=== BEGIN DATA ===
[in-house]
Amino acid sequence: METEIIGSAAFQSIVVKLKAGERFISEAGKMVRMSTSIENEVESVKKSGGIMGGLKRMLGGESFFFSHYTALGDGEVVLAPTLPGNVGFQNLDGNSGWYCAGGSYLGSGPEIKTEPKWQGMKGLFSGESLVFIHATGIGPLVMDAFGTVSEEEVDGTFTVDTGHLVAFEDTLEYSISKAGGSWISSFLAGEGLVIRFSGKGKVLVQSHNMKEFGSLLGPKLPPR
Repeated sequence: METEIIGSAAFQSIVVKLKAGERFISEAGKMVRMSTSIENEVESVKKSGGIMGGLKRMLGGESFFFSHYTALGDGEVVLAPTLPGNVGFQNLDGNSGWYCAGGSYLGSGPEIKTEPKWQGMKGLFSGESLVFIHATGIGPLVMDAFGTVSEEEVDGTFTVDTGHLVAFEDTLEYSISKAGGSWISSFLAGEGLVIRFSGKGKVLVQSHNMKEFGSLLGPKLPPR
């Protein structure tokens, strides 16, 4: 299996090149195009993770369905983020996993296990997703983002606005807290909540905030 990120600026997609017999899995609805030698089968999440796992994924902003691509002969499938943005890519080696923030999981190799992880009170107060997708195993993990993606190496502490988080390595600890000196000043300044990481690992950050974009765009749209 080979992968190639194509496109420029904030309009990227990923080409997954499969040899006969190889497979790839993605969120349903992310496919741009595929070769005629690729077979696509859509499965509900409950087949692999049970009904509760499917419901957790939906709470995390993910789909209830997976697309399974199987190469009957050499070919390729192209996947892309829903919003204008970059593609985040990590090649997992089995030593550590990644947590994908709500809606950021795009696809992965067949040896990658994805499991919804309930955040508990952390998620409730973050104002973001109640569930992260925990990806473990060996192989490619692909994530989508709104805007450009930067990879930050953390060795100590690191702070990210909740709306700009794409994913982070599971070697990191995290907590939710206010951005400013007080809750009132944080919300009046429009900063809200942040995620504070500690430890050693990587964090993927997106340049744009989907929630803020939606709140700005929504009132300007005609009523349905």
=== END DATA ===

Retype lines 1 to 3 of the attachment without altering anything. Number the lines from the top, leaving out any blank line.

[in-house]
Amino acid sequence: METEIIGSAAFQSIVVKLKAGERFISEAGKMVRMSTSIENEVESVKKSGGIMGGLKRMLGGESFFFSHYTALGDGEVVLAPTLPGNVGFQNLDGNSGWYCAGGSYLGSGPEIKTEPKWQGMKGLFSGESLVFIHATGIGPLVMDAFGTVSEEEVDGTFTVDTGHLVAFEDTLEYSISKAGGSWISSFLAGEGLVIRFSGKGKVLVQSHNMKEFGSLLGPKLPPR
Repeated sequence: METEIIGSAAFQSIVVKLKAGERFISEAGKMVRMSTSIENEVESVKKSGGIMGGLKRMLGGESFFFSHYTALGDGEVVLAPTLPGNVGFQNLDGNSGWYCAGGSYLGSGPEIKTEPKWQGMKGLFSGESLVFIHATGIGPLVMDAFGTVSEEEVDGTFTVDTGHLVAFEDTLEYSISKAGGSWISSFLAGEGLVIRFSGKGKVLVQSHNMKEFGSLLGPKLPPR